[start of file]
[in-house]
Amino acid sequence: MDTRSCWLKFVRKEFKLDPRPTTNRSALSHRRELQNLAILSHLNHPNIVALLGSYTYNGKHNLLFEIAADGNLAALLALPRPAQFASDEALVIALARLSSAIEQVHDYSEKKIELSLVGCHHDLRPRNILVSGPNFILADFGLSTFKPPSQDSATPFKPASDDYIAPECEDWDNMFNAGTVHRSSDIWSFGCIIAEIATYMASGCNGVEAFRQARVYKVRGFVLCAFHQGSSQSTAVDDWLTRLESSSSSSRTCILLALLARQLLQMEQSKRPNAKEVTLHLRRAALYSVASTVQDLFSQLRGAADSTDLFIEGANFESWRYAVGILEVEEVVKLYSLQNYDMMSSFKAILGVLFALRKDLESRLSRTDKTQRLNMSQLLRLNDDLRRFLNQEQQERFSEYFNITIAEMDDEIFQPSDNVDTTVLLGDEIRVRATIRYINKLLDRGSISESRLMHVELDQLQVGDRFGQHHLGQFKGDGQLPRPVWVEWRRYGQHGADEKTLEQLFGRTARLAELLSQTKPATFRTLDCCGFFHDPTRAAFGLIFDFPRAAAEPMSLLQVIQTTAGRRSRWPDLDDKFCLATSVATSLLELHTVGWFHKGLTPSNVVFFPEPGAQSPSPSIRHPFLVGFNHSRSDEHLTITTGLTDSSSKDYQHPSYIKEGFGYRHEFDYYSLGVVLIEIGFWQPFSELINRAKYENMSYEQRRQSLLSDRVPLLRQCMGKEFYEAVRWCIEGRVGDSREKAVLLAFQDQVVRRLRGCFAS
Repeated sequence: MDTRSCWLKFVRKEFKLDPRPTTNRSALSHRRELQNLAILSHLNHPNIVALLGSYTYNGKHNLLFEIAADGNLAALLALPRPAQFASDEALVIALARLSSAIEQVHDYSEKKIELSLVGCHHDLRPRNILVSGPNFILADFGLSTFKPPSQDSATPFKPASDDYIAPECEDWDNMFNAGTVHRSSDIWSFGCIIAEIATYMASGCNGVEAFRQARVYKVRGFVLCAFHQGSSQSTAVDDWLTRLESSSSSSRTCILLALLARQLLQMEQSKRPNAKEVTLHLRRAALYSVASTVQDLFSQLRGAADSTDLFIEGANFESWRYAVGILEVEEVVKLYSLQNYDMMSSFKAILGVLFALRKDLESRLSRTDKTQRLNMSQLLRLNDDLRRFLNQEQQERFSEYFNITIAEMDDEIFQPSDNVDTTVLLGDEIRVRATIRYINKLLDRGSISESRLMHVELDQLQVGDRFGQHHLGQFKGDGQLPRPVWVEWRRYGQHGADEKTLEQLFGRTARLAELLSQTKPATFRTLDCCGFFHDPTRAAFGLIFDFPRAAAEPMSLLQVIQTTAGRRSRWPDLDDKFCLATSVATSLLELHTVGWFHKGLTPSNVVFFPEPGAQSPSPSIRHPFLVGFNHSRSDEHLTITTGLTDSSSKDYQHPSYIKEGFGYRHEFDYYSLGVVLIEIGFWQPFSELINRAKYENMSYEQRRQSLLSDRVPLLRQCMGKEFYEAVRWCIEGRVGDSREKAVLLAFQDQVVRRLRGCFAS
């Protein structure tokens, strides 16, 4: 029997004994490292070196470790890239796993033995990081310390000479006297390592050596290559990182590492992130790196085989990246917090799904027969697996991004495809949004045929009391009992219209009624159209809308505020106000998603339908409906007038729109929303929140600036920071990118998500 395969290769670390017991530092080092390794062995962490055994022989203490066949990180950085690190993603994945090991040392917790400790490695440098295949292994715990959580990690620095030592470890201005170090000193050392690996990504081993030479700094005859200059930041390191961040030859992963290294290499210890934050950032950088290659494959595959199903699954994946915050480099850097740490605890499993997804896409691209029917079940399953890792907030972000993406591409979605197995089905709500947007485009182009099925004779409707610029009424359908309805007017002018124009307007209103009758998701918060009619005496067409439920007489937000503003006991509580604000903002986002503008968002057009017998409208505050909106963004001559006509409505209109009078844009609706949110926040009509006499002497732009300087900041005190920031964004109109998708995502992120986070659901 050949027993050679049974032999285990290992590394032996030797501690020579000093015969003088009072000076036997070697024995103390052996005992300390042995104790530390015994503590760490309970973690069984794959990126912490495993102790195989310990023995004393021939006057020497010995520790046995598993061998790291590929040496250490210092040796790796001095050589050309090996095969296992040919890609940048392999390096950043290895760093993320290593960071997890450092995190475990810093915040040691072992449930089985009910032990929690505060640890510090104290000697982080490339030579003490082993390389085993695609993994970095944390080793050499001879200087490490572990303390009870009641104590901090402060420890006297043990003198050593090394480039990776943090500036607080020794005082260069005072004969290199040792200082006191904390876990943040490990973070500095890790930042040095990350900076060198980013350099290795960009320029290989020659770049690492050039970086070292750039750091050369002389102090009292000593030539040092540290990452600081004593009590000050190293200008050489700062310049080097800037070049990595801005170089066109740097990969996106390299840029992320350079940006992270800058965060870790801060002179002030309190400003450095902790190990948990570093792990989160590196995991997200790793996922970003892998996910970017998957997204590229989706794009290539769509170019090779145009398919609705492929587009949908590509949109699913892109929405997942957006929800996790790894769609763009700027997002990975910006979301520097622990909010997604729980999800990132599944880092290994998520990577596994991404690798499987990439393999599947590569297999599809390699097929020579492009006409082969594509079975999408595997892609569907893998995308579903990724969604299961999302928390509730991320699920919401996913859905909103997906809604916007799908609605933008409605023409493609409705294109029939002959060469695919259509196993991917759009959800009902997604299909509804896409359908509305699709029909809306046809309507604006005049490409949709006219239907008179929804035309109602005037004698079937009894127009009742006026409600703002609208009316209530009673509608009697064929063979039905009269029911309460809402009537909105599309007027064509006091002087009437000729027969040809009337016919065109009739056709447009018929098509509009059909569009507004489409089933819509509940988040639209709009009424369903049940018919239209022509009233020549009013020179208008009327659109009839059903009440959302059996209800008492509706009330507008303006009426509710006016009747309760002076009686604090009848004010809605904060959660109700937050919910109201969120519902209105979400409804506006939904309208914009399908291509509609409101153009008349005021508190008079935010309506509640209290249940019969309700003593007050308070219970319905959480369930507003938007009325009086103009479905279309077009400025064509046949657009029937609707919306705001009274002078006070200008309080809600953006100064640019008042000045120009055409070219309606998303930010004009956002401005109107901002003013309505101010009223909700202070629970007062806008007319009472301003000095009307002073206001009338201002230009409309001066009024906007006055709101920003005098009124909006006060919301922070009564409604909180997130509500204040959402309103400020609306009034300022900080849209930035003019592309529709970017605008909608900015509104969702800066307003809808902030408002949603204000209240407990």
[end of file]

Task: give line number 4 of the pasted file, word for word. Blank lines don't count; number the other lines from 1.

């Protein structure tokens, strides 16, 4: 029997004994490292070196470790890239796993033995990081310390000479006297390592050596290559990182590492992130790196085989990246917090799904027969697996991004495809949004045929009391009992219209009624159209809308505020106000998603339908409906007038729109929303929140600036920071990118998500 395969290769670390017991530092080092390794062995962490055994022989203490066949990180950085690190993603994945090991040392917790400790490695440098295949292994715990959580990690620095030592470890201005170090000193050392690996990504081993030479700094005859200059930041390191961040030859992963290294290499210890934050950032950088290659494959595959199903699954994946915050480099850097740490605890499993997804896409691209029917079940399953890792907030972000993406591409979605197995089905709500947007485009182009099925004779409707610029009424359908309805007017002018124009307007209103009758998701918060009619005496067409439920007489937000503003006991509580604000903002986002503008968002057009017998409208505050909106963004001559006509409505209109009078844009609706949110926040009509006499002497732009300087900041005190920031964004109109998708995502992120986070659901 050949027993050679049974032999285990290992590394032996030797501690020579000093015969003088009072000076036997070697024995103390052996005992300390042995104790530390015994503590760490309970973690069984794959990126912490495993102790195989310990023995004393021939006057020497010995520790046995598993061998790291590929040496250490210092040796790796001095050589050309090996095969296992040919890609940048392999390096950043290895760093993320290593960071997890450092995190475990810093915040040691072992449930089985009910032990929690505060640890510090104290000697982080490339030579003490082993390389085993695609993994970095944390080793050499001879200087490490572990303390009870009641104590901090402060420890006297043990003198050593090394480039990776943090500036607080020794005082260069005072004969290199040792200082006191904390876990943040490990973070500095890790930042040095990350900076060198980013350099290795960009320029290989020659770049690492050039970086070292750039750091050369002389102090009292000593030539040092540290990452600081004593009590000050190293200008050489700062310049080097800037070049990595801005170089066109740097990969996106390299840029992320350079940006992270800058965060870790801060002179002030309190400003450095902790190990948990570093792990989160590196995991997200790793996922970003892998996910970017998957997204590229989706794009290539769509170019090779145009398919609705492929587009949908590509949109699913892109929405997942957006929800996790790894769609763009700027997002990975910006979301520097622990909010997604729980999800990132599944880092290994998520990577596994991404690798499987990439393999599947590569297999599809390699097929020579492009006409082969594509079975999408595997892609569907893998995308579903990724969604299961999302928390509730991320699920919401996913859905909103997906809604916007799908609605933008409605023409493609409705294109029939002959060469695919259509196993991917759009959800009902997604299909509804896409359908509305699709029909809306046809309507604006005049490409949709006219239907008179929804035309109602005037004698079937009894127009009742006026409600703002609208009316209530009673509608009697064929063979039905009269029911309460809402009537909105599309007027064509006091002087009437000729027969040809009337016919065109009739056709447009018929098509509009059909569009507004489409089933819509509940988040639209709009009424369903049940018919239209022509009233020549009013020179208008009327659109009839059903009440959302059996209800008492509706009330507008303006009426509710006016009747309760002076009686604090009848004010809605904060959660109700937050919910109201969120519902209105979400409804506006939904309208914009399908291509509609409101153009008349005021508190008079935010309506509640209290249940019969309700003593007050308070219970319905959480369930507003938007009325009086103009479905279309077009400025064509046949657009029937609707919306705001009274002078006070200008309080809600953006100064640019008042000045120009055409070219309606998303930010004009956002401005109107901002003013309505101010009223909700202070629970007062806008007319009472301003000095009307002073206001009338201002230009409309001066009024906007006055709101920003005098009124909006006060919301922070009564409604909180997130509500204040959402309103400020609306009034300022900080849209930035003019592309529709970017605008909608900015509104969702800066307003809808902030408002949603204000209240407990």